Obviously data itself changes all the time. For years data was incidental to the function and form of applications and software. Hardware was built to process it faster and hold more of it but no one really discussed what ‘it’ represented. Data was not the important thing on its own. Software and hardware were the important things because you can buy and sell them, less so with data. Now data is if not THE thing, at least it’s held in much higher regard than it was previously.  What’s noticeable now is the huge shift in how we talk about data, how we treat it and what value it has to us.

What I want to learn is how do we shift from focusing on the containers that hold data and the wires that move it around to looking at the data itself as part of the code, part of the thing that makes up our universe of information. Tim Berners-Lee’s TED talk about the Semantic Web talks about how linking things to other things builds the Semantic Web. Making data an object in that universe is key to unlocking what data can do for us.

I don’t know how this will turn out. I don’t know where it will take me. I chose ‘hello world’ for the title of this post because anyone and everyone who’s programmed anything has written their first program to print ‘hello world’ on screen or wherever. This was true a few months ago when I was learning python – yes, python! the cool new language! We wrote ‘hello world’ and then proceeded to do some data science-y things that I can’t remember now as I’ve not touched it for 3 months, but there we are.

So here is my inaugural ‘hello world’ post, like so many programmers and bloggers before me. I hope you’ll find it as interesting as I do.

Creative Destruction

I started this site out with noble intentions and it’s sat here empty for months. I let myself believe I have been too busy living my life and keeping my head above water to do anything with it until this week. This week I was slapped in the face with a hard lesson about being complacent, trusting others and believing that I could exert some sort of control over my future. It was a very painful experience.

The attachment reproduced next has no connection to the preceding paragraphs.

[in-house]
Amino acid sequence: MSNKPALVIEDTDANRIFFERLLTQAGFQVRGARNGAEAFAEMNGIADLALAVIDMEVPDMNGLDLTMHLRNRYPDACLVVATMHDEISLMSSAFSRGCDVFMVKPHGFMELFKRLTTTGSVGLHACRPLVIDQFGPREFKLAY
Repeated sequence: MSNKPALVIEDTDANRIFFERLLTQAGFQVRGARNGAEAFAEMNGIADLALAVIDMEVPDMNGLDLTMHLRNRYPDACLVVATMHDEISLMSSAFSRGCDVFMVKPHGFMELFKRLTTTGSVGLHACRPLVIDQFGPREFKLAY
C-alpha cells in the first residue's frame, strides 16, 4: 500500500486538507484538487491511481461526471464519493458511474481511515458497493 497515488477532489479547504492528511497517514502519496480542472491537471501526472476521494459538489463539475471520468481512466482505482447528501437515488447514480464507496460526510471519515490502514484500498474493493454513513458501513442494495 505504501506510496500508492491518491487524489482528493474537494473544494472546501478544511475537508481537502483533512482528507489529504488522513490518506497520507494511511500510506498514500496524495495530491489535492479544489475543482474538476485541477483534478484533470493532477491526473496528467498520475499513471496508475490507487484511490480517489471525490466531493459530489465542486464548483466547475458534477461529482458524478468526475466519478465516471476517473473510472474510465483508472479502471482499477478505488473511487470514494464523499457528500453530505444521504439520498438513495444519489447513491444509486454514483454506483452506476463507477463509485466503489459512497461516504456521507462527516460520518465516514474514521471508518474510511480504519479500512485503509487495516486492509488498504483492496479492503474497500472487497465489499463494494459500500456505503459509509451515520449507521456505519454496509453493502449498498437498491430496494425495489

I am a movie person, which to me means that when confronted with various events in life I replay a clip in my head of something that reminds me of what I’m experiencing at that time. This clip from that old favourite The Fifth Element, up until the 1:07 mark, was how I felt that slap went this week: Zorg vs Bastiat.  I didn’t get Bastiat’s chance to explain how I felt about this particular theory, as I had to run away before I started sobbing on what felt like one of the worst days of my career.

So what am I going to do about it? Complain here on my blog? Well yes, that’s what I’m doing now but what else? First thing I did was try to get it into perspective. Yes, I was being told I had failed and yes, some of that was in my control but the majority of it wasn’t and I can’t blame myself for that. People made their choices, I wasn’t one of them, fine, let’s move on. Do I feel crushed and hurt and utterly devastated? Yes. Does anyone but me care? No.

After letting myself feel bad about it I realised that in my head I’d thought of all these things to do that would have made a difference but I had done none of them. I’ve read all those articles about what successful people do, blah, blah, blah and all of that is very interesting but none of it matters unless you do it. I haven’t done anything about it because I couldn’t rouse myself from a paralysis that has slowly crept up on me these past few years. I knew it was happening and I could feel it progressing, freezing me in place but I felt helpless to stop it. Inertia has seeped into my very bones and I find it so hard to start anything, let alone do or finish anything. This week’s slap was the hardest one, but I have been getting three or four of those a year and I fear making any moves because of it. My defence mechanism against feeling the pain must have manifested as paralytic inertia. In the future if I’m going to get slapped for doing nothing, it must be more productive to get slapped for doing something, and hopefully less painful.

So if I want to make something of myself and find something interesting to do, I will have to change and take risks. Now that I know how it feels to hit the bottom I’m sure that any risk-taking I decide to do can’t feel as bad as this does.